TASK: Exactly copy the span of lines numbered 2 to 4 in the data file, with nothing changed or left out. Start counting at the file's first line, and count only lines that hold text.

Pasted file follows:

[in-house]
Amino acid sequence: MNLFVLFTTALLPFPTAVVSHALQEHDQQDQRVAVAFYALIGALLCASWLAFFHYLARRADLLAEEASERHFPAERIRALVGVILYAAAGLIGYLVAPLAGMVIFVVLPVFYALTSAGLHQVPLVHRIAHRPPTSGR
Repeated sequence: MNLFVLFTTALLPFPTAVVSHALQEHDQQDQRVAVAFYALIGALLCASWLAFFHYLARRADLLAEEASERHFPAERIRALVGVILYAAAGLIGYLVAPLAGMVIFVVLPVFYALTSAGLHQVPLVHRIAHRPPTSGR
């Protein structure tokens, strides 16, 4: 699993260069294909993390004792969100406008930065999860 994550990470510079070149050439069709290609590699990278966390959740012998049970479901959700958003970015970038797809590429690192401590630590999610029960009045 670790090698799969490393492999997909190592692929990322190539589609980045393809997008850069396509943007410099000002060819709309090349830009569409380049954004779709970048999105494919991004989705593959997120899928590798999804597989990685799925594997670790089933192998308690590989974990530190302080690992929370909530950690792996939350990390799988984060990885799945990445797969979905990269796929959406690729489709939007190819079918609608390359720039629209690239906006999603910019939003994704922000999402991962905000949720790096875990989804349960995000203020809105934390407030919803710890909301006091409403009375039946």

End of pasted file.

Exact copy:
Amino acid sequence: MNLFVLFTTALLPFPTAVVSHALQEHDQQDQRVAVAFYALIGALLCASWLAFFHYLARRADLLAEEASERHFPAERIRALVGVILYAAAGLIGYLVAPLAGMVIFVVLPVFYALTSAGLHQVPLVHRIAHRPPTSGR
Repeated sequence: MNLFVLFTTALLPFPTAVVSHALQEHDQQDQRVAVAFYALIGALLCASWLAFFHYLARRADLLAEEASERHFPAERIRALVGVILYAAAGLIGYLVAPLAGMVIFVVLPVFYALTSAGLHQVPLVHRIAHRPPTSGR
């Protein structure tokens, strides 16, 4: 699993260069294909993390004792969100406008930065999860 994550990470510079070149050439069709290609590699990278966390959740012998049970479901959700958003970015970038797809590429690192401590630590999610029960009045 670790090698799969490393492999997909190592692929990322190539589609980045393809997008850069396509943007410099000002060819709309090349830009569409380049954004779709970048999105494919991004989705593959997120899928590798999804597989990685799925594997670790089933192998308690590989974990530190302080690992929370909530950690792996939350990390799988984060990885799945990445797969979905990269796929959406690729489709939007190819079918609608390359720039629209690239906006999603910019939003994704922000999402991962905000949720790096875990989804349960995000203020809105934390407030919803710890909301006091409403009375039946």